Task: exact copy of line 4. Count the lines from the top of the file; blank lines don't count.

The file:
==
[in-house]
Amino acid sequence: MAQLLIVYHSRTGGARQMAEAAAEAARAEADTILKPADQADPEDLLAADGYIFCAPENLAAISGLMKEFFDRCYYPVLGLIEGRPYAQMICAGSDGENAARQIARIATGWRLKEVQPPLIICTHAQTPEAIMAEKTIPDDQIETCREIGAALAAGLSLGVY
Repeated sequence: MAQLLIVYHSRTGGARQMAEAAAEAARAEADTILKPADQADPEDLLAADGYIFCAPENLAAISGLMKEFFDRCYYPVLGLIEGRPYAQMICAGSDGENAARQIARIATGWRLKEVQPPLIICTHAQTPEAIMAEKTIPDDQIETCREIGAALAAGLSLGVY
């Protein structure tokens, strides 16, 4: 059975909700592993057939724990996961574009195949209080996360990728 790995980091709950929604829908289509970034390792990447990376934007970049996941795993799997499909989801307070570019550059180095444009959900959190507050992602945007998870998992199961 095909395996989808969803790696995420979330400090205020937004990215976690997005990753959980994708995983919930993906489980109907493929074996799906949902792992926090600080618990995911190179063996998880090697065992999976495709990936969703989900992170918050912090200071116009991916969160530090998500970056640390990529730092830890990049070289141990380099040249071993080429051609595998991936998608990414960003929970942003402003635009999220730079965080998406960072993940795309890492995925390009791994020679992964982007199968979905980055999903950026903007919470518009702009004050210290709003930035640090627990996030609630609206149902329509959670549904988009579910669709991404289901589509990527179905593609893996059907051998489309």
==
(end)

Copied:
């Protein structure tokens, strides 16, 4: 059975909700592993057939724990996961574009195949209080996360990728 790995980091709950929604829908289509970034390792990447990376934007970049996941795993799997499909989801307070570019550059180095444009959900959190507050992602945007998870998992199961 095909395996989808969803790696995420979330400090205020937004990215976690997005990753959980994708995983919930993906489980109907493929074996799906949902792992926090600080618990995911190179063996998880090697065992999976495709990936969703989900992170918050912090200071116009991916969160530090998500970056640390990529730092830890990049070289141990380099040249071993080429051609595998991936998608990414960003929970942003402003635009999220730079965080998406960072993940795309890492995925390009791994020679992964982007199968979905980055999903950026903007919470518009702009004050210290709003930035640090627990996030609630609206149902329509959670549904988009579910669709991404289901589509990527179905593609893996059907051998489309």